There was a time, a few years back, when the Arsenal soccer team would chow down on doughnuts at a morning game.
The boys, now a sixth-grade recreational YMCA team in Dallas, snack on orange slices, clementines and bananas, cheese sticks, and whole-grain or rice crackers, along with drinking lots of water.
The kids seem to feel better and play better because of it, says Laura Forson of Dallas, whose husband, Jim, coaches the team on which their 11-year-old plays.
"We decided as a group of parents that we want to reinforce what our kids are hearing at school, that if we're good to our bodies that our bodies will be good to us. We're trying to stress the importance of a healthy body for longevity."
Increasingly, parents are taking a healthier approach to the treats they bring to their children's sports games, says Meridan Zerner, a dietitian at Cooper Aerobics Center in Dallas.
"I am seeing parents helping their children make better choices more often," she says. "I think parents want to give their children every advantage, and one of those is health. Besides, if you want your kids to play stronger, faster and smarter you can't fuel that with candy and treats."
The trend is not universal, though, so Zerner, a mother of two, tries to have something healthful on hand in her car for those times when she doesn't like what's being offered.
"When parents bring these little Gummi bears or chips, I pull my son aside and say, 'You can have some of this,' because I don't want him to feel excluded, but I also give him something healthy because I know that's what his body needs."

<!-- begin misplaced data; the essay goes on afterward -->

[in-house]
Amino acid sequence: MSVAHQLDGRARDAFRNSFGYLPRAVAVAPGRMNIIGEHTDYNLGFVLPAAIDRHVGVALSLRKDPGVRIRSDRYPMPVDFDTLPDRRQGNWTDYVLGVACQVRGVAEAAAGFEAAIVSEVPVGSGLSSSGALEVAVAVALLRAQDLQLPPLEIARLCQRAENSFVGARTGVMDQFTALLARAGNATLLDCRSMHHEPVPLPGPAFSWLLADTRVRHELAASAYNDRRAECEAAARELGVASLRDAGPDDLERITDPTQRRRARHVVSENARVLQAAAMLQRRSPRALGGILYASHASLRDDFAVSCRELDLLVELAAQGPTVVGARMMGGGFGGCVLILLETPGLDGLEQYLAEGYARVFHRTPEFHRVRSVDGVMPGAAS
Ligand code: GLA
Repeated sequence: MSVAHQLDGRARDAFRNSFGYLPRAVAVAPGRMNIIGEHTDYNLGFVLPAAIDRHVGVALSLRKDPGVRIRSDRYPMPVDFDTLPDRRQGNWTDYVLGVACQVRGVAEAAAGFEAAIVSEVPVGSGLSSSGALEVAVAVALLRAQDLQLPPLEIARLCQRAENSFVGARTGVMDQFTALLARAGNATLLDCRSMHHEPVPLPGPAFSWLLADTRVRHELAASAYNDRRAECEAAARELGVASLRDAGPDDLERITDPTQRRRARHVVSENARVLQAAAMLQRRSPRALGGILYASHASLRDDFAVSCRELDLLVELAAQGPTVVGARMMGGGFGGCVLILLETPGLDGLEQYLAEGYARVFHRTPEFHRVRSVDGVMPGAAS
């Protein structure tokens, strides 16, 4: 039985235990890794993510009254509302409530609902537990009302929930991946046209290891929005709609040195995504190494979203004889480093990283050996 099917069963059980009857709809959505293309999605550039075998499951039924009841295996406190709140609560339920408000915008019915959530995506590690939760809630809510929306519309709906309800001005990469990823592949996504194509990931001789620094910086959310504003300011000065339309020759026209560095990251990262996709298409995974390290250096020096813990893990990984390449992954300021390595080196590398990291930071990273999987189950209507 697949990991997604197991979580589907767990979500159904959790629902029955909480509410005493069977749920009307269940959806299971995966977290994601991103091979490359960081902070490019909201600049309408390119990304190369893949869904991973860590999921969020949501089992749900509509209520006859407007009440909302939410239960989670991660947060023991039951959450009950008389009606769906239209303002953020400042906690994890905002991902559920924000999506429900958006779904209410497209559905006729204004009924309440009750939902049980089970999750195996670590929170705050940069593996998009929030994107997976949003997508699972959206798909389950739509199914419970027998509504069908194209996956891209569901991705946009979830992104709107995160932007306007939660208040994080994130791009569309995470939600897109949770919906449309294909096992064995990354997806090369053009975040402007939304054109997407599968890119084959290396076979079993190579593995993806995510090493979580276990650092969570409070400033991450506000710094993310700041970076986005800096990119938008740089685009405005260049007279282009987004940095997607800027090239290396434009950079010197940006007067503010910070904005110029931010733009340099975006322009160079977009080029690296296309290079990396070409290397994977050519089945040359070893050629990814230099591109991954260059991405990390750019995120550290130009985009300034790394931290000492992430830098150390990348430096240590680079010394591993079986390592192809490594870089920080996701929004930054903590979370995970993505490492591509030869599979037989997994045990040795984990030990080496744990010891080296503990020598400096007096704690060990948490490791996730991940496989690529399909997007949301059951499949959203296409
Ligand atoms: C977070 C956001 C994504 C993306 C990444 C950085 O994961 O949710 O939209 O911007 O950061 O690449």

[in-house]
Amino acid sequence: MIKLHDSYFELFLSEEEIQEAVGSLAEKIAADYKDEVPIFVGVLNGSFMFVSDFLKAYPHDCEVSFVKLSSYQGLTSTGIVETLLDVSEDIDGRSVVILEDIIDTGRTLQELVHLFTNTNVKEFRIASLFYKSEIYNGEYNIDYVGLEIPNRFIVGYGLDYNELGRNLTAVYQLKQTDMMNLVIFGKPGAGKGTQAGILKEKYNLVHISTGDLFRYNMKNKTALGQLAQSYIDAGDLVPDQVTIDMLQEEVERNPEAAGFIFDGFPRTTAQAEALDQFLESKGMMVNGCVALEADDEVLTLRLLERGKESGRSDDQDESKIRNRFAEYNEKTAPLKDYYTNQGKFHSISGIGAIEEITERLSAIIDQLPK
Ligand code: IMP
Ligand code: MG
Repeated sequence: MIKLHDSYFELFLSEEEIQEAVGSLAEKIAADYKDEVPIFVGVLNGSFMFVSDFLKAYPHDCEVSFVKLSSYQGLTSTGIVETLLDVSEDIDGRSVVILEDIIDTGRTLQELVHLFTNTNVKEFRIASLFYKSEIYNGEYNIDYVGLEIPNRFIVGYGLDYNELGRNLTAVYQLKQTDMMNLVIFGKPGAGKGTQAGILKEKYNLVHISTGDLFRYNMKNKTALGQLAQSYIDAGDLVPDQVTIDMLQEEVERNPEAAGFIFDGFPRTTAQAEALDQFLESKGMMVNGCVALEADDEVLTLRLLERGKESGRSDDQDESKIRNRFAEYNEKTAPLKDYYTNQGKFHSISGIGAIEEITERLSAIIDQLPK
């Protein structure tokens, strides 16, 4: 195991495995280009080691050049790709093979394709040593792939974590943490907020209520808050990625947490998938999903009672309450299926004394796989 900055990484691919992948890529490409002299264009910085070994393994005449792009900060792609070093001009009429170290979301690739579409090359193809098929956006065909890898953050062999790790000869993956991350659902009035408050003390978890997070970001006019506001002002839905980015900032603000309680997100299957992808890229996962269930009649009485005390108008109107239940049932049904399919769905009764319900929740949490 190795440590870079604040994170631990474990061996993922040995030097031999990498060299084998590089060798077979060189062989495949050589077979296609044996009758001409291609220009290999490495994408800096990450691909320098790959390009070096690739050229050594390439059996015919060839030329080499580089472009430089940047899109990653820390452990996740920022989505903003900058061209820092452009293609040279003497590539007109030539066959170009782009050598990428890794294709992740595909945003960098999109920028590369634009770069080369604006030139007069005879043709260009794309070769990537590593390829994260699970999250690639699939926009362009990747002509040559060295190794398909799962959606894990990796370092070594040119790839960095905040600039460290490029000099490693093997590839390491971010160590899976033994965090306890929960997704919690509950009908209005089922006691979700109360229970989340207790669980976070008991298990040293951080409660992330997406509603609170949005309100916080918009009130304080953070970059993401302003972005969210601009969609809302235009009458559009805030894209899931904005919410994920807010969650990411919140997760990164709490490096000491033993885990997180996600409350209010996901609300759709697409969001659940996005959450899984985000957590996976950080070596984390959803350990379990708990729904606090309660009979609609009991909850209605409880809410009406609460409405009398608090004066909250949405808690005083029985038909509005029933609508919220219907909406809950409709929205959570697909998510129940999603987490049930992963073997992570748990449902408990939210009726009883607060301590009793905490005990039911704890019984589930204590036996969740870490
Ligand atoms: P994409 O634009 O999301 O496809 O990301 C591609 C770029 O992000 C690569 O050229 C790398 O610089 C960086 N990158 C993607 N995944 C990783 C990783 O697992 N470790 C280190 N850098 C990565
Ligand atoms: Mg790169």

Forson says their team's move to healthier snacks started when the boys were being scheduled for back-to-back games. That's when the parents noticed that sugary treats after the first game gave boys a burst of energy that petered out quickly in the second match.
"It was a common-sense solution to the problem," she says. "And the boys were welcoming of it. I asked my son if he minded having healthier snacks and he said no. He feels he's got a lot of endurance because of them and his energy level is higher."
The Arsenal parents are trying to slip in a lesson about the environment, as well, by urging the children to bring water bottles that they refill out of a big jug of water the parents bring to each game, Forson says.
"We don't want to have plastic bottles strewn all over the field. We're trying to send a message that we need to treat the Earth well just as we treat our bodies well."